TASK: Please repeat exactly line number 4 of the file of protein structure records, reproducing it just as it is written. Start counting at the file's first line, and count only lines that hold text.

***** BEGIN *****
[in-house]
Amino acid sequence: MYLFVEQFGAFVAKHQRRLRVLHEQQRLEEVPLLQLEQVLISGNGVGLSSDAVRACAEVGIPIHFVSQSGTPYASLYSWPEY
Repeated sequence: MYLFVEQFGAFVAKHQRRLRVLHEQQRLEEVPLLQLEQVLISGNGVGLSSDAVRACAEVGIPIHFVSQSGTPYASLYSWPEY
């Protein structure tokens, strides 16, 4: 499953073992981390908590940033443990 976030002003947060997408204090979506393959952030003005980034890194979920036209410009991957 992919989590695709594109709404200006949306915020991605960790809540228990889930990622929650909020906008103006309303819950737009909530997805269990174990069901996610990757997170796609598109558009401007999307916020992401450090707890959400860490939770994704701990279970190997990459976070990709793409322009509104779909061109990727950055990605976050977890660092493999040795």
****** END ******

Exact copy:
């Protein structure tokens, strides 16, 4: 499953073992981390908590940033443990 976030002003947060997408204090979506393959952030003005980034890194979920036209410009991957 992919989590695709594109709404200006949306915020991605960790809540228990889930990622929650909020906008103006309303819950737009909530997805269990174990069901996610990757997170796609598109558009401007999307916020992401450090707890959400860490939770994704701990279970190997990459976070990709793409322009509104779909061109990727950055990605976050977890660092493999040795």